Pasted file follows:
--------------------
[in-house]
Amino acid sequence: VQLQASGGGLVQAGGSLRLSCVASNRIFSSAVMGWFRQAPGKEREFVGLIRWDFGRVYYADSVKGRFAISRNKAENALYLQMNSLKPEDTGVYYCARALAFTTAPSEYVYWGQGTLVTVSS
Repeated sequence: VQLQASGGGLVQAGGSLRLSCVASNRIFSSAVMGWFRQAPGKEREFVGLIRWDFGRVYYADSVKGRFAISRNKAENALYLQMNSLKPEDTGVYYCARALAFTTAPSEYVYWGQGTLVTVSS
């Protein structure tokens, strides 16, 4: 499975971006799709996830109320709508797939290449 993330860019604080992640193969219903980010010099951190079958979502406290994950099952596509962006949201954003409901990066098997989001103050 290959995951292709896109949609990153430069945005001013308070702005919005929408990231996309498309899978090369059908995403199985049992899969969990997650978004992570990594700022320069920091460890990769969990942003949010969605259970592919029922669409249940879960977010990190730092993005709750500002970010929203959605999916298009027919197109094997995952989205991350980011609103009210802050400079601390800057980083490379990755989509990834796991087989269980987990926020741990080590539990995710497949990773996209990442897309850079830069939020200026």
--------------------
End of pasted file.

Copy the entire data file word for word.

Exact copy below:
[in-house]
Amino acid sequence: VQLQASGGGLVQAGGSLRLSCVASNRIFSSAVMGWFRQAPGKEREFVGLIRWDFGRVYYADSVKGRFAISRNKAENALYLQMNSLKPEDTGVYYCARALAFTTAPSEYVYWGQGTLVTVSS
Repeated sequence: VQLQASGGGLVQAGGSLRLSCVASNRIFSSAVMGWFRQAPGKEREFVGLIRWDFGRVYYADSVKGRFAISRNKAENALYLQMNSLKPEDTGVYYCARALAFTTAPSEYVYWGQGTLVTVSS
């Protein structure tokens, strides 16, 4: 499975971006799709996830109320709508797939290449 993330860019604080992640193969219903980010010099951190079958979502406290994950099952596509962006949201954003409901990066098997989001103050 290959995951292709896109949609990153430069945005001013308070702005919005929408990231996309498309899978090369059908995403199985049992899969969990997650978004992570990594700022320069920091460890990769969990942003949010969605259970592919029922669409249940879960977010990190730092993005709750500002970010929203959605999916298009027919197109094997995952989205991350980011609103009210802050400079601390800057980083490379990755989509990834796991087989269980987990926020741990080590539990995710497949990773996209990442897309850079830069939020200026």